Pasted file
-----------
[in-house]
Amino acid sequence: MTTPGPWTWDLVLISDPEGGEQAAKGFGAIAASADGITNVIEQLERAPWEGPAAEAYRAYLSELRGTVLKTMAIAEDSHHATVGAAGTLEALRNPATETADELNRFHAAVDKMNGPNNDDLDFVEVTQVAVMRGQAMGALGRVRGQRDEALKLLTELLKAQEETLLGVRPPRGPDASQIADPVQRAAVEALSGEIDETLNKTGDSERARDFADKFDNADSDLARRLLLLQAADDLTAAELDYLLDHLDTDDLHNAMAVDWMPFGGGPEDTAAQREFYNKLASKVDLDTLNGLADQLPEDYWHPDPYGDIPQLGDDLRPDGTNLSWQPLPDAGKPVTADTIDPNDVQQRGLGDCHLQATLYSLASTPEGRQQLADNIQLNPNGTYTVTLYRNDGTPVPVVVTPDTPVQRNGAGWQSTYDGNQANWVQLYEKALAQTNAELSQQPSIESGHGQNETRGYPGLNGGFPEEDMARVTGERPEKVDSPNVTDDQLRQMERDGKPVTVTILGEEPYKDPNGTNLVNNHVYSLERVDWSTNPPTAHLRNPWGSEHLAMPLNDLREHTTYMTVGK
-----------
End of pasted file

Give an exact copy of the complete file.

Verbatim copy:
[in-house]
Amino acid sequence: MTTPGPWTWDLVLISDPEGGEQAAKGFGAIAASADGITNVIEQLERAPWEGPAAEAYRAYLSELRGTVLKTMAIAEDSHHATVGAAGTLEALRNPATETADELNRFHAAVDKMNGPNNDDLDFVEVTQVAVMRGQAMGALGRVRGQRDEALKLLTELLKAQEETLLGVRPPRGPDASQIADPVQRAAVEALSGEIDETLNKTGDSERARDFADKFDNADSDLARRLLLLQAADDLTAAELDYLLDHLDTDDLHNAMAVDWMPFGGGPEDTAAQREFYNKLASKVDLDTLNGLADQLPEDYWHPDPYGDIPQLGDDLRPDGTNLSWQPLPDAGKPVTADTIDPNDVQQRGLGDCHLQATLYSLASTPEGRQQLADNIQLNPNGTYTVTLYRNDGTPVPVVVTPDTPVQRNGAGWQSTYDGNQANWVQLYEKALAQTNAELSQQPSIESGHGQNETRGYPGLNGGFPEEDMARVTGERPEKVDSPNVTDDQLRQMERDGKPVTVTILGEEPYKDPNGTNLVNNHVYSLERVDWSTNPPTAHLRNPWGSEHLAMPLNDLREHTTYMTVGK